Fizzle, Not Sizzle, Sinks Arlington Club: Ryan Sutton

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Photographer: Philip Lewis/Bloomberg

The cote de boeuf at Arlington Club. It is expertly charred and cooked to order.

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Photographer: Philip Lewis/Bloomberg

The cote de boeuf at Arlington Club. It is expertly charred and cooked to order. Close

The cote de boeuf at Arlington Club. It is expertly charred and cooked to order.

Photographer: Philip Lewis/Bloomberg

Patrons mingle by the bar at Arlington Club. Guests must close their beverage tabs before moving onto the main dining room. Close

Patrons mingle by the bar at Arlington Club. Guests must close their beverage tabs before moving onto the main dining room.

Photographer: Philip Lewis/Bloomberg

Arlington Club, located on 73rd street and Lexington Avenue. Close

Arlington Club, located on 73rd street and Lexington Avenue.

Photographer: Philip Lewis/Bloomberg

Arlington Club's popovers, served with a ramekin of butter. Close

Arlington Club's popovers, served with a ramekin of butter.

Photographer: Philip Lewis/Bloomberg

$28 bluefin toro at Arlington Club. A dot of avocado sits on top of each slice. Close

$28 bluefin toro at Arlington Club. A dot of avocado sits on top of each slice.

Photographer: Philip Lewis/Bloomberg

Fluke sashimi at Arlington Club. It is a balance of fragrant yuzukosho and spicy Thai chili. Close

Fluke sashimi at Arlington Club. It is a balance of fragrant yuzukosho and spicy Thai chili.

Photographer: Philip Lewis/Bloomberg

Sticky date pudding ($10) with ginger ice cream at Arlington Club. Close

Sticky date pudding ($10) with ginger ice cream at Arlington Club.

Photographer: Philip Lewis/Bloomberg

$36 steamed red snapper at Arlington Club. The cold fish is perfumed with the pungent flavor of scallions. Close

$36 steamed red snapper at Arlington Club. The cold fish is perfumed with the pungent flavor of scallions.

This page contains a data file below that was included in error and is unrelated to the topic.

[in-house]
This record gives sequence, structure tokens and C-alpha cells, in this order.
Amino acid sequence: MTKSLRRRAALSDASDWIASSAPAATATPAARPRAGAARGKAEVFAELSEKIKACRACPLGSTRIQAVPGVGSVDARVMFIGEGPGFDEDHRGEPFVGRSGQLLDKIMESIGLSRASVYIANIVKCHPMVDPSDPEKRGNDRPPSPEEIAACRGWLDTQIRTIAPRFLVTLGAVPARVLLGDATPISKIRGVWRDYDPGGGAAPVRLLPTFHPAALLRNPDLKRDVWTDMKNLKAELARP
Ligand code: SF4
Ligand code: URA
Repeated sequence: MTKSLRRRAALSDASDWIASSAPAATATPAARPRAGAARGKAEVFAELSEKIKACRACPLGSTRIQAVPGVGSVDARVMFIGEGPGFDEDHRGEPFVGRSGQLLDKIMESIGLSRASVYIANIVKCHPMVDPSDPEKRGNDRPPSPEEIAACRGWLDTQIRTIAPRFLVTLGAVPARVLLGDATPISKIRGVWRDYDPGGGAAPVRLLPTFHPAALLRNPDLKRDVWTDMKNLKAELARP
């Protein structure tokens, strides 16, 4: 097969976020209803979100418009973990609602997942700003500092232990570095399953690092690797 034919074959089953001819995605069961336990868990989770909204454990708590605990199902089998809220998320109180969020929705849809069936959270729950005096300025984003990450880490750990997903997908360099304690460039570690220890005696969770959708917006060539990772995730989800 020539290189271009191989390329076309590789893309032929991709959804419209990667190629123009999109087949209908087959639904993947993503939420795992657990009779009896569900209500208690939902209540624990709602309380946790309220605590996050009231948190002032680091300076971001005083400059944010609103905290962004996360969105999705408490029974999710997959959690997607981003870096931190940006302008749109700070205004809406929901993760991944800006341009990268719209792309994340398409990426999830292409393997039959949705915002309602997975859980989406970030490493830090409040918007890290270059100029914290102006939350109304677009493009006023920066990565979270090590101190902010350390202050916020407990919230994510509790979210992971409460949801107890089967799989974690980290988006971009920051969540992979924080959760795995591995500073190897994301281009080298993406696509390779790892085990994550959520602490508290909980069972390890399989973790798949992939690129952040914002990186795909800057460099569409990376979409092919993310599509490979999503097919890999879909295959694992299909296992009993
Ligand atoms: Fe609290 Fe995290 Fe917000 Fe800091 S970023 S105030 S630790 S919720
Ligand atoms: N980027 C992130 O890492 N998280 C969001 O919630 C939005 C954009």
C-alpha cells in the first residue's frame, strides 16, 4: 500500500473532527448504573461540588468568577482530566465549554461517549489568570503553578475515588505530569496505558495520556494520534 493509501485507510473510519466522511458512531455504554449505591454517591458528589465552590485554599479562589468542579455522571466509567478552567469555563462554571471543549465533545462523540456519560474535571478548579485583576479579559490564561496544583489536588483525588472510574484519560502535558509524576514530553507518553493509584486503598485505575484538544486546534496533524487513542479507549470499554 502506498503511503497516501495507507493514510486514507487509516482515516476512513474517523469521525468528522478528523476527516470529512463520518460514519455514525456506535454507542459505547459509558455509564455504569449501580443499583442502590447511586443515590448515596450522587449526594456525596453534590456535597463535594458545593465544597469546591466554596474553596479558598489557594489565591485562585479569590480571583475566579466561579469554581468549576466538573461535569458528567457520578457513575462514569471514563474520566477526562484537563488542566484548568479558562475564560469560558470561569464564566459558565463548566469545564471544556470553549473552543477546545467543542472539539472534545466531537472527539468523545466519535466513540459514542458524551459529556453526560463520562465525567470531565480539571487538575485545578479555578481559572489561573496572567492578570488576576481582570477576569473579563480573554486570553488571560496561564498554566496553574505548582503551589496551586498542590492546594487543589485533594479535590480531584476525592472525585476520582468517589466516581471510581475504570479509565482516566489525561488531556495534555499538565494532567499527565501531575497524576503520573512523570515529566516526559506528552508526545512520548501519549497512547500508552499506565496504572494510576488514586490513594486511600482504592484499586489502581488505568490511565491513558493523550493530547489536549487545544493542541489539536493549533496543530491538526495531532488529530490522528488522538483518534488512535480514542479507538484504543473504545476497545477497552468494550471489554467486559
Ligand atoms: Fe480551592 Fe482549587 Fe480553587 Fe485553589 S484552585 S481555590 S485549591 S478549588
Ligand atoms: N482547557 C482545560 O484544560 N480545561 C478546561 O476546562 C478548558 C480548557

Photographer: Philip Lewis/Bloomberg

Patrons at Arlington Club. The restaurant opens at 5 p.m. and fills up quickly. Close

Patrons at Arlington Club. The restaurant opens at 5 p.m. and fills up quickly.

There seems to be no end to the abuses New Yorkers will suffer in the search for a good meal. Why? I mean, it’s my job to eat at bad restaurants. Everyone else can get up and leave.

These were my musings as I visited the crowded mess hall that is Arlington Club, a steakhouse-slash-sushi spot on Manhattan’s Upper East Side.

The first of three dining companions cut his losses early. He entered, noted the 90-decibel screaming all around, apologized and left.

Here’s what he missed:

A 35-minute wait for our reserved table, during which time we were put off by the host and ignored by the bartender. Then things went downhill.

The host didn’t apologize for the wait, but she did ask us to close out our bar tab. I tried a little persuasion.

“Can you please transfer the check,” I tell the bartender, balancing three drinks with two hands. No dice.

“My hands are kind of full, can I give you my card later?”

“Sorry, I need a card.”

Wet Bar

The host walks us to our table as the cocktails splash over me. She finally offers to help as I climb a staircase to the cramped upstairs dining room. Welcome to Siberia, Ivan Denisovich.

All right, things can go wrong on any given night even at New York’s best restaurants. And when they do, good food and wine usually smooth out rough edges.

Then there’s Arlington Club. Over three visits I endured such a systemic failure of cooking and hospitality that I half- expected Ashton Kutcher to throw a cream pie in my face and shout: “Just kidding!”

Women dining at the bar wear fur coats in an effort to stay warm as the front door lets in frigid air. This type of flaw would be understandable at a mom-and-pop shop. But Arlington Club is run by the people behind Lavo and Tao, two of the country’s highest-grossing restaurant concepts. They can afford heat.

In 2010, I gave Lavo’s New York location half a star. The Arlington Club is better, though not by much. So much for the triumphant reboot of chef Laurent Tourondel, whose fare includes macadamia coconut shrimp rolls ($17). The haute hat-tip to TGI Friday’s doesn’t quite work.